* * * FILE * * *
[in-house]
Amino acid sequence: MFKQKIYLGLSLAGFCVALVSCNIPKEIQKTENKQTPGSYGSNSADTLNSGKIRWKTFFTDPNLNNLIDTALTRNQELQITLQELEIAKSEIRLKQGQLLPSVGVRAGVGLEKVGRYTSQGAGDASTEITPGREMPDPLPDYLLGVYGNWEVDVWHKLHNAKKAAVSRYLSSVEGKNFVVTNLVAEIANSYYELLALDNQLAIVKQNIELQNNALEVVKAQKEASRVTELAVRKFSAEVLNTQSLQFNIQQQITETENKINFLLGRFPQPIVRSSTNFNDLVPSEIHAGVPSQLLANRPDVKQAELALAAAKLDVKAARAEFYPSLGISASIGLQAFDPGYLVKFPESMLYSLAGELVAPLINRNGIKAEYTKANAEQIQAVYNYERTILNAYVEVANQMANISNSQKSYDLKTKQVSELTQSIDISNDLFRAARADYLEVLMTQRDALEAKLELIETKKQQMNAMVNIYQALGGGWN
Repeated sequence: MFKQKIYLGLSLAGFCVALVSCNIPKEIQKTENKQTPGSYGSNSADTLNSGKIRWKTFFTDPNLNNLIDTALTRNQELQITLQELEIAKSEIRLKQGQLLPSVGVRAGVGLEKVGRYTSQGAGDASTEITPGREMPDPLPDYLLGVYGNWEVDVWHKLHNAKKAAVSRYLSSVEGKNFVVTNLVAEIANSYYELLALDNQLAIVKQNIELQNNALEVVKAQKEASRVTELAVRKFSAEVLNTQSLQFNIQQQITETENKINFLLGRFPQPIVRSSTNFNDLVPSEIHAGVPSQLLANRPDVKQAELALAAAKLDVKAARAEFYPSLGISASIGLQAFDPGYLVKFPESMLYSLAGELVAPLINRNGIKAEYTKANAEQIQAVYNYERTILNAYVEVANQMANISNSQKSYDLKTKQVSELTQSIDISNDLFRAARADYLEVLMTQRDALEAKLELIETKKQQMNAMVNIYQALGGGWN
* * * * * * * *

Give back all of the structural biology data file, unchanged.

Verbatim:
[in-house]
Amino acid sequence: MFKQKIYLGLSLAGFCVALVSCNIPKEIQKTENKQTPGSYGSNSADTLNSGKIRWKTFFTDPNLNNLIDTALTRNQELQITLQELEIAKSEIRLKQGQLLPSVGVRAGVGLEKVGRYTSQGAGDASTEITPGREMPDPLPDYLLGVYGNWEVDVWHKLHNAKKAAVSRYLSSVEGKNFVVTNLVAEIANSYYELLALDNQLAIVKQNIELQNNALEVVKAQKEASRVTELAVRKFSAEVLNTQSLQFNIQQQITETENKINFLLGRFPQPIVRSSTNFNDLVPSEIHAGVPSQLLANRPDVKQAELALAAAKLDVKAARAEFYPSLGISASIGLQAFDPGYLVKFPESMLYSLAGELVAPLINRNGIKAEYTKANAEQIQAVYNYERTILNAYVEVANQMANISNSQKSYDLKTKQVSELTQSIDISNDLFRAARADYLEVLMTQRDALEAKLELIETKKQQMNAMVNIYQALGGGWN
Repeated sequence: MFKQKIYLGLSLAGFCVALVSCNIPKEIQKTENKQTPGSYGSNSADTLNSGKIRWKTFFTDPNLNNLIDTALTRNQELQITLQELEIAKSEIRLKQGQLLPSVGVRAGVGLEKVGRYTSQGAGDASTEITPGREMPDPLPDYLLGVYGNWEVDVWHKLHNAKKAAVSRYLSSVEGKNFVVTNLVAEIANSYYELLALDNQLAIVKQNIELQNNALEVVKAQKEASRVTELAVRKFSAEVLNTQSLQFNIQQQITETENKINFLLGRFPQPIVRSSTNFNDLVPSEIHAGVPSQLLANRPDVKQAELALAAAKLDVKAARAEFYPSLGISASIGLQAFDPGYLVKFPESMLYSLAGELVAPLINRNGIKAEYTKANAEQIQAVYNYERTILNAYVEVANQMANISNSQKSYDLKTKQVSELTQSIDISNDLFRAARADYLEVLMTQRDALEAKLELIETKKQQMNAMVNIYQALGGGWN